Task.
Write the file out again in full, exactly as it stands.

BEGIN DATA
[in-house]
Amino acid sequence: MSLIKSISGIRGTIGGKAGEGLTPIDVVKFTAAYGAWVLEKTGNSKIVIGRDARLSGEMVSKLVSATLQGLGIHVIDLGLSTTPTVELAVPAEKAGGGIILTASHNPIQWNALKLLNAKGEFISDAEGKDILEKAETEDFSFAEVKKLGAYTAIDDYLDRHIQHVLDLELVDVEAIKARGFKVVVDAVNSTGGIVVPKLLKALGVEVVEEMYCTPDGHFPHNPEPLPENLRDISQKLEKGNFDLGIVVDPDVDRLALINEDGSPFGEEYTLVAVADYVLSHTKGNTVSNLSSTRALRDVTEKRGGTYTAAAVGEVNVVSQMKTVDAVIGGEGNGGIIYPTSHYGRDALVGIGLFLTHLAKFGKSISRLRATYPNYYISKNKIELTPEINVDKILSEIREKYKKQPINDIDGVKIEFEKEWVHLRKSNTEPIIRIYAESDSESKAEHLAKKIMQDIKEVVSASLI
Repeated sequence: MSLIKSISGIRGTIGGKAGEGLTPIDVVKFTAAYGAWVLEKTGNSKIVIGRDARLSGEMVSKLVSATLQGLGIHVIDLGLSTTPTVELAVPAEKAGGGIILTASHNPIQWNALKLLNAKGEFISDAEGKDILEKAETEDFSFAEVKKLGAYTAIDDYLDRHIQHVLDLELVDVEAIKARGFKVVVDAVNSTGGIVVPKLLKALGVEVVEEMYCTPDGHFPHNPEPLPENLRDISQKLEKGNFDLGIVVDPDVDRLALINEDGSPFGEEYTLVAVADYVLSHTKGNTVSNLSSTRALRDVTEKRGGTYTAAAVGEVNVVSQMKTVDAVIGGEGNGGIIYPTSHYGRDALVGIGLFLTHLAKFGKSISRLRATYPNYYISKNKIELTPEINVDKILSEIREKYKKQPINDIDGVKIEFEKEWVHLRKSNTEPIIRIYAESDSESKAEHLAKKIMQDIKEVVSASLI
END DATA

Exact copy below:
[in-house]
Amino acid sequence: MSLIKSISGIRGTIGGKAGEGLTPIDVVKFTAAYGAWVLEKTGNSKIVIGRDARLSGEMVSKLVSATLQGLGIHVIDLGLSTTPTVELAVPAEKAGGGIILTASHNPIQWNALKLLNAKGEFISDAEGKDILEKAETEDFSFAEVKKLGAYTAIDDYLDRHIQHVLDLELVDVEAIKARGFKVVVDAVNSTGGIVVPKLLKALGVEVVEEMYCTPDGHFPHNPEPLPENLRDISQKLEKGNFDLGIVVDPDVDRLALINEDGSPFGEEYTLVAVADYVLSHTKGNTVSNLSSTRALRDVTEKRGGTYTAAAVGEVNVVSQMKTVDAVIGGEGNGGIIYPTSHYGRDALVGIGLFLTHLAKFGKSISRLRATYPNYYISKNKIELTPEINVDKILSEIREKYKKQPINDIDGVKIEFEKEWVHLRKSNTEPIIRIYAESDSESKAEHLAKKIMQDIKEVVSASLI
Repeated sequence: MSLIKSISGIRGTIGGKAGEGLTPIDVVKFTAAYGAWVLEKTGNSKIVIGRDARLSGEMVSKLVSATLQGLGIHVIDLGLSTTPTVELAVPAEKAGGGIILTASHNPIQWNALKLLNAKGEFISDAEGKDILEKAETEDFSFAEVKKLGAYTAIDDYLDRHIQHVLDLELVDVEAIKARGFKVVVDAVNSTGGIVVPKLLKALGVEVVEEMYCTPDGHFPHNPEPLPENLRDISQKLEKGNFDLGIVVDPDVDRLALINEDGSPFGEEYTLVAVADYVLSHTKGNTVSNLSSTRALRDVTEKRGGTYTAAAVGEVNVVSQMKTVDAVIGGEGNGGIIYPTSHYGRDALVGIGLFLTHLAKFGKSISRLRATYPNYYISKNKIELTPEINVDKILSEIREKYKKQPINDIDGVKIEFEKEWVHLRKSNTEPIIRIYAESDSESKAEHLAKKIMQDIKEVVSASLI